Gigabyte's 990FX-Gaming makes for a great AM3+ overclocking board. Personally I prefer it to my deceased 990FX Sabertooth R2.0 and I'm not saying that just because the Saberooth decided to die on me. The fact is that Gigabyte's BIOS offers more features than the Sabertooth's. All the voltages you need are accessible and can be pushed higher than on the Saber. This is especially true of the Gigbayte's Vcore setting which goes all the way to 2.3V compared to 2.075V on the Saber. That's enough voltage to quickly kill FX chips even with LN2. The Gigabyte board also offers core unlocking on Phenom II and Athlon II chips which the Sabertooth R2.0 nor Formula-Z offer. You also get dual BIOS as well as on-board buttons both features that the Sabertooth lacks. In testing the Gaming managed the same results as the Sabertooth and recovered much more smoothly from bad settings than the Saber ever did. This board is however not perfect. The VRM is slightly weaker than the Saber's and while still plenty power full for water or LN2 cooling it requires direct airflow at high voltages and loads which the Sabertooth doesn't need as long as you just have decent airflow in your case. Overall I like the Gigabyte better than the Sabertooth between the buttons, the dual BIOS, the core unlocking and the lower price the Gigabyte is both less hassle to work with, better featured and cheaper than the Sabertooth and from my aircooled testing you don't seem to lose any performance for any of these benefits. Other than that the 990FX-Gaming also offers a bunch of "gamer" features that the Saber also lacks. Really if this board had been available when I was buying my Sabertooth and I weren't a massive ASUS mobo fan I would have probably taken this instead because it's just better and cheaper. So if you're looking for a relatively cheap motherboard for benchmarking ALL(you can't convert X2s to X3s on the Saber or Formula-Z!) AM3+ CPUs the 990FX-Gaming is one of the best out there. Oh and you can use it to play games I guess... if that's your thing.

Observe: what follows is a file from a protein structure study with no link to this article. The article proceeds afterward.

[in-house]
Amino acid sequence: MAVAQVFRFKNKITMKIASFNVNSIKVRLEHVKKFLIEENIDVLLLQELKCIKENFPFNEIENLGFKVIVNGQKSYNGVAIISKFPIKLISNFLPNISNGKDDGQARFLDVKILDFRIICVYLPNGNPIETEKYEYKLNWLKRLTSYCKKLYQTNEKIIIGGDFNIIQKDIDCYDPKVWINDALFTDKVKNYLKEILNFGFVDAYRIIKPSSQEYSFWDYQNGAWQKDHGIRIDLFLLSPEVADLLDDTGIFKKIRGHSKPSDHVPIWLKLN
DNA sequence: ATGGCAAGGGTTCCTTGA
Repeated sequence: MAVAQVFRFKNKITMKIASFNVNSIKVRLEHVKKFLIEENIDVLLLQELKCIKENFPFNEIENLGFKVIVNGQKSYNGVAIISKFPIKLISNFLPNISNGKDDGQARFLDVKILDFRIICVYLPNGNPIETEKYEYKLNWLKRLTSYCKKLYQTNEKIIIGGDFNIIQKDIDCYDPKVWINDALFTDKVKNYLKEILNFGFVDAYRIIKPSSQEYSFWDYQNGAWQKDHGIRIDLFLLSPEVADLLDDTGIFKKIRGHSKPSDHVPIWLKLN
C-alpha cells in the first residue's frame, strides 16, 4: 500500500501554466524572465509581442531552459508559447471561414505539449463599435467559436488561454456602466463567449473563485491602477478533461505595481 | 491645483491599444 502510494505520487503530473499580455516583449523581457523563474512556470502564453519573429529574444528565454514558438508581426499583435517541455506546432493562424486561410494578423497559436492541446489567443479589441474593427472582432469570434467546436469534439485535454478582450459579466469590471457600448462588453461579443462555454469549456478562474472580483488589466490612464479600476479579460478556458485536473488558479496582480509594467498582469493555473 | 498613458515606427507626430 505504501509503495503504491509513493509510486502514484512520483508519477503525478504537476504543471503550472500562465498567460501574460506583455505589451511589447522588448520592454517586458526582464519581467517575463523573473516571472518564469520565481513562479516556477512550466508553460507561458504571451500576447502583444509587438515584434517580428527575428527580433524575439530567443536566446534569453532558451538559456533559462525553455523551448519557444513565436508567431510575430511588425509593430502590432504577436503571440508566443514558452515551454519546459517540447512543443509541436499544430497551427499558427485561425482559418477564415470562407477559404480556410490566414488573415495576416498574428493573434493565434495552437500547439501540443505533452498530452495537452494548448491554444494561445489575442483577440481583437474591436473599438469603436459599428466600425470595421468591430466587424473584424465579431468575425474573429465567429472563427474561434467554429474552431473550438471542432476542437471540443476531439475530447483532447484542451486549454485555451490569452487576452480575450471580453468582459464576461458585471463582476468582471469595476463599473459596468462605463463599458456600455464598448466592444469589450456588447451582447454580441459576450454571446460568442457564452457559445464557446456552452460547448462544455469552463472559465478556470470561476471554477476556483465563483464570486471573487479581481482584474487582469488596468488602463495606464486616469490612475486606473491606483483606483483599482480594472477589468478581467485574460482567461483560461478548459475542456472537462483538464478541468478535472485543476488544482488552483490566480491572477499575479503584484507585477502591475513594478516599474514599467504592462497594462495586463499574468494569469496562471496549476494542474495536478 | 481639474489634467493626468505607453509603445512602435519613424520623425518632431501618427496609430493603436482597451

As soon as I get my LN2 Dewar topped up again I will do another live-streamed 8+Ghz attempt with the 990FX-Gaming and after that it will be featured for any AMD CPU benching I do until AM4 boards launch.